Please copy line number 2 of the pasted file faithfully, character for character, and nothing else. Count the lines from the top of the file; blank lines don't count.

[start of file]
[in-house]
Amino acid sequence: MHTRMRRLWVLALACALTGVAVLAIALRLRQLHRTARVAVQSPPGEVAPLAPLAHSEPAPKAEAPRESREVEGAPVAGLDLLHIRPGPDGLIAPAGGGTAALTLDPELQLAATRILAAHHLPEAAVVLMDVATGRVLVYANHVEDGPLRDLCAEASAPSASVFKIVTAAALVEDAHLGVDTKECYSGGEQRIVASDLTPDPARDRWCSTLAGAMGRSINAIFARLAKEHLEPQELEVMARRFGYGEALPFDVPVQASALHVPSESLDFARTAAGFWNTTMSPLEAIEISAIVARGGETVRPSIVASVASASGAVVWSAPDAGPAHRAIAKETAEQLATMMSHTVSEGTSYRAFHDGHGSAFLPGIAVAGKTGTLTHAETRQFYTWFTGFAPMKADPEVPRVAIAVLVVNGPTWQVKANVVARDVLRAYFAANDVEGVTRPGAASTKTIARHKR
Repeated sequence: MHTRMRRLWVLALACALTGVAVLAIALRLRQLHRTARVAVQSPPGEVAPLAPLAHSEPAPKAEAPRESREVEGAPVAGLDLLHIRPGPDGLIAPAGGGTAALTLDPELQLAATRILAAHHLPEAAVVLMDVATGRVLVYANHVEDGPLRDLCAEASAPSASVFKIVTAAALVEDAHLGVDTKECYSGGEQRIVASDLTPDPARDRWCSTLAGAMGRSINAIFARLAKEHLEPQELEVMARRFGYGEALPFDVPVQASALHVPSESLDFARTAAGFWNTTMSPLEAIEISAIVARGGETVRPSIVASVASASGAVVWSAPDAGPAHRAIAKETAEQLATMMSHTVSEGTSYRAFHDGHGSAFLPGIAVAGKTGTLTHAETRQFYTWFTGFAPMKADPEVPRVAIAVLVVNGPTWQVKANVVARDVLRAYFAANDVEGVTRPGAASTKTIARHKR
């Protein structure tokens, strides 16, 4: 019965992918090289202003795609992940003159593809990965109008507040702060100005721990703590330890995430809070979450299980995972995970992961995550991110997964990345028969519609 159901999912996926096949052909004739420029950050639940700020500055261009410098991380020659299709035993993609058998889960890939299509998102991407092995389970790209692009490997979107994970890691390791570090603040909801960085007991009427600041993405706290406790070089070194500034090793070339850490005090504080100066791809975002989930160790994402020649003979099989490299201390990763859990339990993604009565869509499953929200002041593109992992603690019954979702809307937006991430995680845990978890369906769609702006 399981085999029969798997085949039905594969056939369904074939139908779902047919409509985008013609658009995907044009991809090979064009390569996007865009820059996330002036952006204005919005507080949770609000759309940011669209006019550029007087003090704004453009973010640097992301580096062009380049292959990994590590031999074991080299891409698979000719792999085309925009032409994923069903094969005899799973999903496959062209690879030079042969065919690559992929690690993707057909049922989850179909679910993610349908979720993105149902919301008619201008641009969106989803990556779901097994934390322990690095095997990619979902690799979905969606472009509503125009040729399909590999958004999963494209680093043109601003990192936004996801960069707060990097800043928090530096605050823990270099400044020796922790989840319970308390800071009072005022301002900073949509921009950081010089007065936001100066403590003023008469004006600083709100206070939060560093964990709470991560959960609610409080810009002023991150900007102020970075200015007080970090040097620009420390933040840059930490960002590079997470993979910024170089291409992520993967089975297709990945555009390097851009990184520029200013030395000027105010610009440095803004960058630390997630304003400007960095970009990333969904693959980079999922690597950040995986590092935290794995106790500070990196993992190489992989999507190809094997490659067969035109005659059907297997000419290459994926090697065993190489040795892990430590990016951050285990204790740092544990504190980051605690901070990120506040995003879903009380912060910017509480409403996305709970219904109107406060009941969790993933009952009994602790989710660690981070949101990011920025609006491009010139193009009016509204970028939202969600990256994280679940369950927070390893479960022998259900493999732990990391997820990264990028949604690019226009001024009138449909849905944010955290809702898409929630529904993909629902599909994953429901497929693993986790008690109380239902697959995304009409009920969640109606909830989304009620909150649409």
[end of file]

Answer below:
Amino acid sequence: MHTRMRRLWVLALACALTGVAVLAIALRLRQLHRTARVAVQSPPGEVAPLAPLAHSEPAPKAEAPRESREVEGAPVAGLDLLHIRPGPDGLIAPAGGGTAALTLDPELQLAATRILAAHHLPEAAVVLMDVATGRVLVYANHVEDGPLRDLCAEASAPSASVFKIVTAAALVEDAHLGVDTKECYSGGEQRIVASDLTPDPARDRWCSTLAGAMGRSINAIFARLAKEHLEPQELEVMARRFGYGEALPFDVPVQASALHVPSESLDFARTAAGFWNTTMSPLEAIEISAIVARGGETVRPSIVASVASASGAVVWSAPDAGPAHRAIAKETAEQLATMMSHTVSEGTSYRAFHDGHGSAFLPGIAVAGKTGTLTHAETRQFYTWFTGFAPMKADPEVPRVAIAVLVVNGPTWQVKANVVARDVLRAYFAANDVEGVTRPGAASTKTIARHKR